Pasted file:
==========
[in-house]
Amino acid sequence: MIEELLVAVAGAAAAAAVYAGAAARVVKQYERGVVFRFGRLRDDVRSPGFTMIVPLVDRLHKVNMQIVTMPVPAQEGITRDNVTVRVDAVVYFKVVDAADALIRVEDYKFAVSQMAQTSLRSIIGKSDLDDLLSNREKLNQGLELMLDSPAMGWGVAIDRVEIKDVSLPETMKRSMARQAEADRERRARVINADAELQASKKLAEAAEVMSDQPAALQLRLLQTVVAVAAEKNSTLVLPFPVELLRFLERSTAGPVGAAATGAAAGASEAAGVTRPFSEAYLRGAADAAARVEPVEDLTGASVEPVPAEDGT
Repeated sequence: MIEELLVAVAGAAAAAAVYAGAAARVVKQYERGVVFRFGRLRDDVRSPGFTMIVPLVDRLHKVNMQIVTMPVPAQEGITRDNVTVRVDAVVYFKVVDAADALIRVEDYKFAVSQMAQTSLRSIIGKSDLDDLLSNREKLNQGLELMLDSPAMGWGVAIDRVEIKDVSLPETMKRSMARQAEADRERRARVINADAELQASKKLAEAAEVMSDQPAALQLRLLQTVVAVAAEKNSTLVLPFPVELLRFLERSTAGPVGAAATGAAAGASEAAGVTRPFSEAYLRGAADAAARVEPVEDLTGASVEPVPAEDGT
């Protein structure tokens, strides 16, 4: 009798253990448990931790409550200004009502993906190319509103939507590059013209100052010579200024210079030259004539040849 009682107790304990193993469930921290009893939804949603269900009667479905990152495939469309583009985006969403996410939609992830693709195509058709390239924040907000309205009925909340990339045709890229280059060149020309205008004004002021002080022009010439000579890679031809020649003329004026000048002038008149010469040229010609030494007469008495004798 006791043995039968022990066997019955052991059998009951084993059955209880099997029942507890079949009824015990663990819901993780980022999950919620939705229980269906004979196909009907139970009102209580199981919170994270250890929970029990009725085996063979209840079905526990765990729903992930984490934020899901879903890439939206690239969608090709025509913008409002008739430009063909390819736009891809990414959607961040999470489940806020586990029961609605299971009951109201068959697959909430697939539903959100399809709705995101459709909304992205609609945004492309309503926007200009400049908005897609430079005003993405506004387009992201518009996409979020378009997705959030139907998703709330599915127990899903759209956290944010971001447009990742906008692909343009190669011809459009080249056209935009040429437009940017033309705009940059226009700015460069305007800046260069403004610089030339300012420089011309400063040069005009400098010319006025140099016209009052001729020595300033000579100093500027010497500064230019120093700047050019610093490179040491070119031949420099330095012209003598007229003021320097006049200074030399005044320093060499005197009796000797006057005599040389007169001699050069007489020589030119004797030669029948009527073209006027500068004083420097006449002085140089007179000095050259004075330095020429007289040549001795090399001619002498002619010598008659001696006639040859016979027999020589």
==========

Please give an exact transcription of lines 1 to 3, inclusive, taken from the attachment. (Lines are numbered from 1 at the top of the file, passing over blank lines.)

[in-house]
Amino acid sequence: MIEELLVAVAGAAAAAAVYAGAAARVVKQYERGVVFRFGRLRDDVRSPGFTMIVPLVDRLHKVNMQIVTMPVPAQEGITRDNVTVRVDAVVYFKVVDAADALIRVEDYKFAVSQMAQTSLRSIIGKSDLDDLLSNREKLNQGLELMLDSPAMGWGVAIDRVEIKDVSLPETMKRSMARQAEADRERRARVINADAELQASKKLAEAAEVMSDQPAALQLRLLQTVVAVAAEKNSTLVLPFPVELLRFLERSTAGPVGAAATGAAAGASEAAGVTRPFSEAYLRGAADAAARVEPVEDLTGASVEPVPAEDGT
Repeated sequence: MIEELLVAVAGAAAAAAVYAGAAARVVKQYERGVVFRFGRLRDDVRSPGFTMIVPLVDRLHKVNMQIVTMPVPAQEGITRDNVTVRVDAVVYFKVVDAADALIRVEDYKFAVSQMAQTSLRSIIGKSDLDDLLSNREKLNQGLELMLDSPAMGWGVAIDRVEIKDVSLPETMKRSMARQAEADRERRARVINADAELQASKKLAEAAEVMSDQPAALQLRLLQTVVAVAAEKNSTLVLPFPVELLRFLERSTAGPVGAAATGAAAGASEAAGVTRPFSEAYLRGAADAAARVEPVEDLTGASVEPVPAEDGT